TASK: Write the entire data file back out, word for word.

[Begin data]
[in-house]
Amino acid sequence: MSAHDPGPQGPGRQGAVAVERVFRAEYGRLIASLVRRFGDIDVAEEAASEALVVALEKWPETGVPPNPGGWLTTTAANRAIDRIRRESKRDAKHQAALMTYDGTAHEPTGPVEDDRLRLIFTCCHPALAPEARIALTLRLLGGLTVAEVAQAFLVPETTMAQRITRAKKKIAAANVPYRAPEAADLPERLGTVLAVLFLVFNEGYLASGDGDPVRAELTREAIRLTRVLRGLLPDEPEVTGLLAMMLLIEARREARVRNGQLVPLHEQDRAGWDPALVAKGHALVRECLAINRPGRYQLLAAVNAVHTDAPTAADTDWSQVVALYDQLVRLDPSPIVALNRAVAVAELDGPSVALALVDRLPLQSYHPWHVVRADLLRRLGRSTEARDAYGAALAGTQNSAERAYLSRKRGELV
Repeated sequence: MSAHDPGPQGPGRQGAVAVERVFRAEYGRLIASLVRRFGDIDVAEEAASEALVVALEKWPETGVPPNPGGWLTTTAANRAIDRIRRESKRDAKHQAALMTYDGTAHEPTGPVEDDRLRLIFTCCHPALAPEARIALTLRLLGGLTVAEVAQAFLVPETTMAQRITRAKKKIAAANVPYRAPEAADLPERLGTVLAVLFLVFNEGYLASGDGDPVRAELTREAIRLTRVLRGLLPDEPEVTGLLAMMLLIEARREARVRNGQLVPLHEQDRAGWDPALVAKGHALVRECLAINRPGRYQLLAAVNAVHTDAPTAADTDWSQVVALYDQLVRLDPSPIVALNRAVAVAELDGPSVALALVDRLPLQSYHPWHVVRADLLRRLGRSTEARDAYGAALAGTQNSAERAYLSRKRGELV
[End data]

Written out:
[in-house]
Amino acid sequence: MSAHDPGPQGPGRQGAVAVERVFRAEYGRLIASLVRRFGDIDVAEEAASEALVVALEKWPETGVPPNPGGWLTTTAANRAIDRIRRESKRDAKHQAALMTYDGTAHEPTGPVEDDRLRLIFTCCHPALAPEARIALTLRLLGGLTVAEVAQAFLVPETTMAQRITRAKKKIAAANVPYRAPEAADLPERLGTVLAVLFLVFNEGYLASGDGDPVRAELTREAIRLTRVLRGLLPDEPEVTGLLAMMLLIEARREARVRNGQLVPLHEQDRAGWDPALVAKGHALVRECLAINRPGRYQLLAAVNAVHTDAPTAADTDWSQVVALYDQLVRLDPSPIVALNRAVAVAELDGPSVALALVDRLPLQSYHPWHVVRADLLRRLGRSTEARDAYGAALAGTQNSAERAYLSRKRGELV
Repeated sequence: MSAHDPGPQGPGRQGAVAVERVFRAEYGRLIASLVRRFGDIDVAEEAASEALVVALEKWPETGVPPNPGGWLTTTAANRAIDRIRRESKRDAKHQAALMTYDGTAHEPTGPVEDDRLRLIFTCCHPALAPEARIALTLRLLGGLTVAEVAQAFLVPETTMAQRITRAKKKIAAANVPYRAPEAADLPERLGTVLAVLFLVFNEGYLASGDGDPVRAELTREAIRLTRVLRGLLPDEPEVTGLLAMMLLIEARREARVRNGQLVPLHEQDRAGWDPALVAKGHALVRECLAINRPGRYQLLAAVNAVHTDAPTAADTDWSQVVALYDQLVRLDPSPIVALNRAVAVAELDGPSVALALVDRLPLQSYHPWHVVRADLLRRLGRSTEARDAYGAALAGTQNSAERAYLSRKRGELV